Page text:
Gerald Tebben, a Coin World columnist for more than 30 years, also contributes to Coin World’s Coin Values and edits the Central States Numismatic Society’s journal, The Centinel. He collects coins that tell stories.
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Odd uses for coins: A numismatic ruler
The 1858 Canada cent could be used as a unit of weight and measure, being 1 inch in diameter and weighing 1/100th of a pound.
Canadians must have been running short on rulers and weights in 1858 when the British colony decided that its cents should be an inch in diameter and weigh 1/100th of a pound.
Issued in 1858 and 1859, Province of Canada cents featured Queen Victoria on the obverse and the denomination on the reverse.
The Journal of Education for Upper Canada reported in its 1858 edition, “The frontier counties will be saved a great deal of trouble by the introduction of this new coinage. Canadian cent pieces, which have been lately thrown off the British mint, possess a remarkable peculiarity. They are not only tokens of value, but also standards of weight and measure; 100 cents weigh exactly 1lb., and one cent measures 1 inch. Thus in the common transactions of life the buyer will have a ready check upon the dishonest dealer.”
Despite their potential utility, the coins were not popular.
Previously, Canadians had used heavier bank tokens. In Striking Impressions: The Royal Canadian Mint and Canadian Coinage, James Haxby wrote, “Two novel features of the Canadian decimal coinage proved to be great mistake. The new cent was expected to be a convenient tool as a weight and measure: its diameter was one inch (25.4 mm) and 100 coins weighted exactly one pound avoirdupois. But this was largely lost on a public who preferred the much heavier and more familiar copper bank tokens. It would be the mid-1870s before the entire coinage of 9.7 million cents could be put in circulation.”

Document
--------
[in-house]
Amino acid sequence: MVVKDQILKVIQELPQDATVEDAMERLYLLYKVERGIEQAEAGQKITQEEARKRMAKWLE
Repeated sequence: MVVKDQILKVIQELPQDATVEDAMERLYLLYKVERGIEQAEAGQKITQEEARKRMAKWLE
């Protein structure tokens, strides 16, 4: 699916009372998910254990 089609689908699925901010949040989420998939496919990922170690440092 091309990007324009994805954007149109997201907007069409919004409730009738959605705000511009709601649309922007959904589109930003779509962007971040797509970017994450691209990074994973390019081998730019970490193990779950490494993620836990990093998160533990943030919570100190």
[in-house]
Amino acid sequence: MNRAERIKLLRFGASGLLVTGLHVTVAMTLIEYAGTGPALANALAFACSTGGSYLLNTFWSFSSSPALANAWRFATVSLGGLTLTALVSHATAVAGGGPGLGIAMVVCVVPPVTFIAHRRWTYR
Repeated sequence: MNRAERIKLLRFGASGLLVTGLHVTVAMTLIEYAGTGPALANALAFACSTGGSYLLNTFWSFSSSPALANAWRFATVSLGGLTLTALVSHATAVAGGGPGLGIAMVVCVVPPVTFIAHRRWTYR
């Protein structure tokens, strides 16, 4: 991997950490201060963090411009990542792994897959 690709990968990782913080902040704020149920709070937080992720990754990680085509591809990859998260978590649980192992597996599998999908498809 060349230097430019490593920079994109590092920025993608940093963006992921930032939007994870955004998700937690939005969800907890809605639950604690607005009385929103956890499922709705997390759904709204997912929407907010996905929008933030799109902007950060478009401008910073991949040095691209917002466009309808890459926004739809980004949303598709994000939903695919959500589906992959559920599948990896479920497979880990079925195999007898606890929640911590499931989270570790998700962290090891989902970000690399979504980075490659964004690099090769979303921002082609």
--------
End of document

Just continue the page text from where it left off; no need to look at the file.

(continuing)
In 1876, when the newly created Dominion of Canada resumed cent production, the weight was increased to 1/80th of a pound – the same weight as a British half penny. Canada continued to produce large cents (first in British mints, later in the Royal Canadian Mint) until 1920, when it switched to smaller cents, the same size as United States cents.
(U.S. small cents can be used, too, to make a reasonably accurate ruler. Line up 16 and you have a foot. The same coins stacked are within a hair’s width of an inch tall.)
Next: Taking a bite out of coins